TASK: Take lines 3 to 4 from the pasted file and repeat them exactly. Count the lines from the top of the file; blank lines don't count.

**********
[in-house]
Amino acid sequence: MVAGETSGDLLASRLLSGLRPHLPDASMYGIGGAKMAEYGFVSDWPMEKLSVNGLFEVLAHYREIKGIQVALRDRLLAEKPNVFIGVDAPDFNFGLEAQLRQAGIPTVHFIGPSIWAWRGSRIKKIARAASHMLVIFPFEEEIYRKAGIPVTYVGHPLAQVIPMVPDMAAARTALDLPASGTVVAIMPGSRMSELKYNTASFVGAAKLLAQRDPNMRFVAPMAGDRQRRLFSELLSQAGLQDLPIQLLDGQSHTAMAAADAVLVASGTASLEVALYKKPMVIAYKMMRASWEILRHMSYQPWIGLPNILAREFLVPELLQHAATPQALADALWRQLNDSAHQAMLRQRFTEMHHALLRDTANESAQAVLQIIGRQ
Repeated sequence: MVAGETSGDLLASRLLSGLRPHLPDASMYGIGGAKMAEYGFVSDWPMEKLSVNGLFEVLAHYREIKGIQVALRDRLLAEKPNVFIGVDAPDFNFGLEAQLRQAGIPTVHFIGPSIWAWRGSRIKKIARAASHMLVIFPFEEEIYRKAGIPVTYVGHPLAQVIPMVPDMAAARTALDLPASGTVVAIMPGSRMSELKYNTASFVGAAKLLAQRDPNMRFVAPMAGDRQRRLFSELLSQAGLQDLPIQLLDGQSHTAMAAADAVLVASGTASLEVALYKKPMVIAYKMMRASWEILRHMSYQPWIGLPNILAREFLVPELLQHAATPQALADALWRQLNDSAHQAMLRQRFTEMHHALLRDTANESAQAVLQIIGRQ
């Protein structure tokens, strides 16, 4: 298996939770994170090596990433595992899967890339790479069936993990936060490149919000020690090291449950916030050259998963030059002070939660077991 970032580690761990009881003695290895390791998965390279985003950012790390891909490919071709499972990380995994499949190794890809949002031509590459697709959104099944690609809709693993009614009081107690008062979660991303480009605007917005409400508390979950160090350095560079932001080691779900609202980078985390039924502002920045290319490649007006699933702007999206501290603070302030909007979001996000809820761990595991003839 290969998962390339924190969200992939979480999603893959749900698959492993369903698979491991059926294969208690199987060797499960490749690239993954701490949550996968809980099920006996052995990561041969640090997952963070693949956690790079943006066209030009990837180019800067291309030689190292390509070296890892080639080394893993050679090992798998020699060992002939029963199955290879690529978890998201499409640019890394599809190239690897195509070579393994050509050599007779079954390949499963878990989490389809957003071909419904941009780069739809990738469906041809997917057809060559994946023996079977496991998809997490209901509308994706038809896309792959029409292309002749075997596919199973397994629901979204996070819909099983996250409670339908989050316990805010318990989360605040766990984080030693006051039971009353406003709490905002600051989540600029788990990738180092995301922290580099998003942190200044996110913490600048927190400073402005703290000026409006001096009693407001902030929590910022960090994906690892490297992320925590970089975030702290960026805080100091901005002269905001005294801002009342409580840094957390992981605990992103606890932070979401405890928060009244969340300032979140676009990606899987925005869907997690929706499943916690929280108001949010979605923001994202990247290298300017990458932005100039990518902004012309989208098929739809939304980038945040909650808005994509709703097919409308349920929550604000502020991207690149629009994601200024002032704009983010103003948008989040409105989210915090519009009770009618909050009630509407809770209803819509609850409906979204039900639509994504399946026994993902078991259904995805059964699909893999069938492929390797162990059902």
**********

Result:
Repeated sequence: MVAGETSGDLLASRLLSGLRPHLPDASMYGIGGAKMAEYGFVSDWPMEKLSVNGLFEVLAHYREIKGIQVALRDRLLAEKPNVFIGVDAPDFNFGLEAQLRQAGIPTVHFIGPSIWAWRGSRIKKIARAASHMLVIFPFEEEIYRKAGIPVTYVGHPLAQVIPMVPDMAAARTALDLPASGTVVAIMPGSRMSELKYNTASFVGAAKLLAQRDPNMRFVAPMAGDRQRRLFSELLSQAGLQDLPIQLLDGQSHTAMAAADAVLVASGTASLEVALYKKPMVIAYKMMRASWEILRHMSYQPWIGLPNILAREFLVPELLQHAATPQALADALWRQLNDSAHQAMLRQRFTEMHHALLRDTANESAQAVLQIIGRQ
């Protein structure tokens, strides 16, 4: 298996939770994170090596990433595992899967890339790479069936993990936060490149919000020690090291449950916030050259998963030059002070939660077991 970032580690761990009881003695290895390791998965390279985003950012790390891909490919071709499972990380995994499949190794890809949002031509590459697709959104099944690609809709693993009614009081107690008062979660991303480009605007917005409400508390979950160090350095560079932001080691779900609202980078985390039924502002920045290319490649007006699933702007999206501290603070302030909007979001996000809820761990595991003839 290969998962390339924190969200992939979480999603893959749900698959492993369903698979491991059926294969208690199987060797499960490749690239993954701490949550996968809980099920006996052995990561041969640090997952963070693949956690790079943006066209030009990837180019800067291309030689190292390509070296890892080639080394893993050679090992798998020699060992002939029963199955290879690529978890998201499409640019890394599809190239690897195509070579393994050509050599007779079954390949499963878990989490389809957003071909419904941009780069739809990738469906041809997917057809060559994946023996079977496991998809997490209901509308994706038809896309792959029409292309002749075997596919199973397994629901979204996070819909099983996250409670339908989050316990805010318990989360605040766990984080030693006051039971009353406003709490905002600051989540600029788990990738180092995301922290580099998003942190200044996110913490600048927190400073402005703290000026409006001096009693407001902030929590910022960090994906690892490297992320925590970089975030702290960026805080100091901005002269905001005294801002009342409580840094957390992981605990992103606890932070979401405890928060009244969340300032979140676009990606899987925005869907997690929706499943916690929280108001949010979605923001994202990247290298300017990458932005100039990518902004012309989208098929739809939304980038945040909650808005994509709703097919409308349920929550604000502020991207690149629009994601200024002032704009983010103003948008989040409105989210915090519009009770009618909050009630509407809770209803819509609850409906979204039900639509994504399946026994993902078991259904995805059964699909893999069938492929390797162990059902």